Why L.A.'s Mountain Lions Could Soon Vanish

A female mountain lion in the Verdugo Mountains above Glendale
A female mountain lion in the Verdugo Mountains above Glendale

One of the reasons Los Angeles is such a wondrous place is its proximity to nature. Some deserted mountain roads are closer than the average commute; the Pacific brings sharks, string rays and dolphins close to shore; and coyotes and mountain lions are familiar sights even in some of the densest urban neighborhoods in America.

So it's a bummer to learn that one of those icons of L.A. fauna could vanish. Soon.

A new study from researchers at UCLA, UC Davis, Utah State University and the National Park Service says the local mountain lion population could become extinct within 15 years — possibly sooner. 

The reason is that they're trapped by our freeway system. This lack of biodiversity creates "inbreeding depression," a phenomenon by which a population over time loses genetic advantages needed to survive. "Over time a population mating between close relatives will closely erode genetics in a negative way," said Seth Riley, a UCLA professor and park service ecologist who's the study's senior author.

Our small population of mountain lions is trapped above the 101 freeway near Calabasas (see a map, below) and thus has essentially been inbreeding, researchers say. Park service researchers have examined about 50 mountain lions in the region since 1996.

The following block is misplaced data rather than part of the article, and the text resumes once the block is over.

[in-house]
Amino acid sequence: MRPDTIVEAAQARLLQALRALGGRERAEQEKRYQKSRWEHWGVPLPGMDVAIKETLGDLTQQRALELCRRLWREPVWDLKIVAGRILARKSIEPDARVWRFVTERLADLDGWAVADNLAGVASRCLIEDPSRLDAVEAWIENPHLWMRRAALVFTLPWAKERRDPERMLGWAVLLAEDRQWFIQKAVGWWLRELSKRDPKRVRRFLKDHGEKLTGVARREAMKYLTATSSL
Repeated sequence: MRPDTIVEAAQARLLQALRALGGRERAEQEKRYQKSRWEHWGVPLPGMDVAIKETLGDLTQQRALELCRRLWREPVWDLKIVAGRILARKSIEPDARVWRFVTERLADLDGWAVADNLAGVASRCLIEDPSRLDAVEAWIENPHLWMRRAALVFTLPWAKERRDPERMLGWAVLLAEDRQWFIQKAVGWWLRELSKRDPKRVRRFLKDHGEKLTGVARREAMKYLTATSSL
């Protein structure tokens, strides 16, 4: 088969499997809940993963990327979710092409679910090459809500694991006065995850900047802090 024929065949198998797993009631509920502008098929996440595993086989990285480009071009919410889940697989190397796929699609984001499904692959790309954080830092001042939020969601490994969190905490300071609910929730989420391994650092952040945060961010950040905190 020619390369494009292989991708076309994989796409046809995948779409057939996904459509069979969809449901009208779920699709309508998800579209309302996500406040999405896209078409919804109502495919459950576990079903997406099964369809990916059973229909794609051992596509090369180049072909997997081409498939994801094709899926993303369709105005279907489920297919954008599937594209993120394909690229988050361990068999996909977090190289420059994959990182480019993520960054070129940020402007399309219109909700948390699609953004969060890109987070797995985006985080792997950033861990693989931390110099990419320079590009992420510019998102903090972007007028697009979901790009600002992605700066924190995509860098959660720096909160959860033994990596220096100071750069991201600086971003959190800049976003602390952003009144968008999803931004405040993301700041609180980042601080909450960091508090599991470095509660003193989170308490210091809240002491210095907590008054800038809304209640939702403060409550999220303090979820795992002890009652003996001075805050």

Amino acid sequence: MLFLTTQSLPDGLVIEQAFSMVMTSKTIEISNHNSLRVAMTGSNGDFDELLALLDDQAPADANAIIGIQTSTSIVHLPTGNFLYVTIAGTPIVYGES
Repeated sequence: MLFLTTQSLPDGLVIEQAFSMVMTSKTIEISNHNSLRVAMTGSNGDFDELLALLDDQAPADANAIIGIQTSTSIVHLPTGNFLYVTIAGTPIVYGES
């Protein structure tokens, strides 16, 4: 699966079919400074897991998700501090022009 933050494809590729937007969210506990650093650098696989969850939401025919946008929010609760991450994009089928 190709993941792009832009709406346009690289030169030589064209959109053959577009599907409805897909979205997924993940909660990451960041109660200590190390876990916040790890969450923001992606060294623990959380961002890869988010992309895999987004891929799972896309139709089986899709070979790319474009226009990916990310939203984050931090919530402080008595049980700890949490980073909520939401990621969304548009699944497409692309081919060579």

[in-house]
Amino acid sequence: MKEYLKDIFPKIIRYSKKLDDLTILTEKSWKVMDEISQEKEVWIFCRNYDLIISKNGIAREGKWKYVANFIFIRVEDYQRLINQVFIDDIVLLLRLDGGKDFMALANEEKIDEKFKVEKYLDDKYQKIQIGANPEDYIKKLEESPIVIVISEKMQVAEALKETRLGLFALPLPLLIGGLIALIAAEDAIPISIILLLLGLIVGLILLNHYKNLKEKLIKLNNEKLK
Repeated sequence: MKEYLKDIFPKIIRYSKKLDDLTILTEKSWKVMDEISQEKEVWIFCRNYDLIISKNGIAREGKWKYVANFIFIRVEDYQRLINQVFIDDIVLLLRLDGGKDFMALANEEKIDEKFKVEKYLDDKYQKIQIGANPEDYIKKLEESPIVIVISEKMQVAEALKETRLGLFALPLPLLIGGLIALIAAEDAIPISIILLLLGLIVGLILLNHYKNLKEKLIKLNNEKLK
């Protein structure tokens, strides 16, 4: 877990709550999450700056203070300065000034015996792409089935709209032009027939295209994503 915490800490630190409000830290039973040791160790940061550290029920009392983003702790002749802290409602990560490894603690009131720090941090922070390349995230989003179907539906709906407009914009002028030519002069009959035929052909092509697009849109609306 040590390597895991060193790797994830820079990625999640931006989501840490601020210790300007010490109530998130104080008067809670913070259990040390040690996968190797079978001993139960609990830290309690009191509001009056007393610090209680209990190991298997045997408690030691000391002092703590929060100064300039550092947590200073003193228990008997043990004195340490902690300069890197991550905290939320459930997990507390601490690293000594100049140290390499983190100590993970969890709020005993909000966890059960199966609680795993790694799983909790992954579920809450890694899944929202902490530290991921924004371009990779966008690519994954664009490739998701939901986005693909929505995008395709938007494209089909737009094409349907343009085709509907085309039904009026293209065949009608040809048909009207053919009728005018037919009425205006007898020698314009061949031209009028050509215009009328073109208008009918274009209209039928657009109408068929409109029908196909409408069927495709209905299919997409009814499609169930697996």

The research, published this week in the journal Proceedings of the Royal Society B, concludes that if nothing changes, our cougars will be wiped out within 50 years, but likely sooner.

"If inbreeding depression occurs in the Santa Monica Mountains population, the model predicted a 99.7 percent chance of extinction within 50 years, with a median time to extinction of just 15 years," according to a National Park Service summary.

That median time means that extinction is possible even sooner than that. Mountain lions have not been designated as an endangered or threatened species, but California lists them as a "specially protected species," which means they cannot be hunted or killed without special permission from the state.

"The interesting thing about the Santa Monica Mountains mountain lions is that they are currently doing well," Riley said. "They survive and reproduce quite well. The problem is over time, they're likely to lose so much of their genetic diversity that survival may suffer."

There is a possible savior on the horizon, however. A $30 million "wildlife passage" over the 101 freeway in Agoura Hills is under consideration. Just such a single bridge, which could connect cougars with mates outside their neighborhood (and outside their families) could save the local species, Riley said. "The science we did supports having a highway crossing," he said.

Caltrans has drafted some rough ideas for the proposed crossing, and the nonprofit Save LA Cougars is raising money to make it happen. Is it worth it to preserve these top cats of the local predatory landscape?

"Mountain lions are an indication that we can maintain a healthy ecosystem in a human-dominated area," Riley said. "If we can protect the largest wildcat in North America in the second largest city in the United States, we can pull this off in other areas where humans dominate."

The proposed wildlife crossing
The proposed wildlife crossing
Caltrans
A map of the wildlife crossing area
A map of the wildlife crossing area

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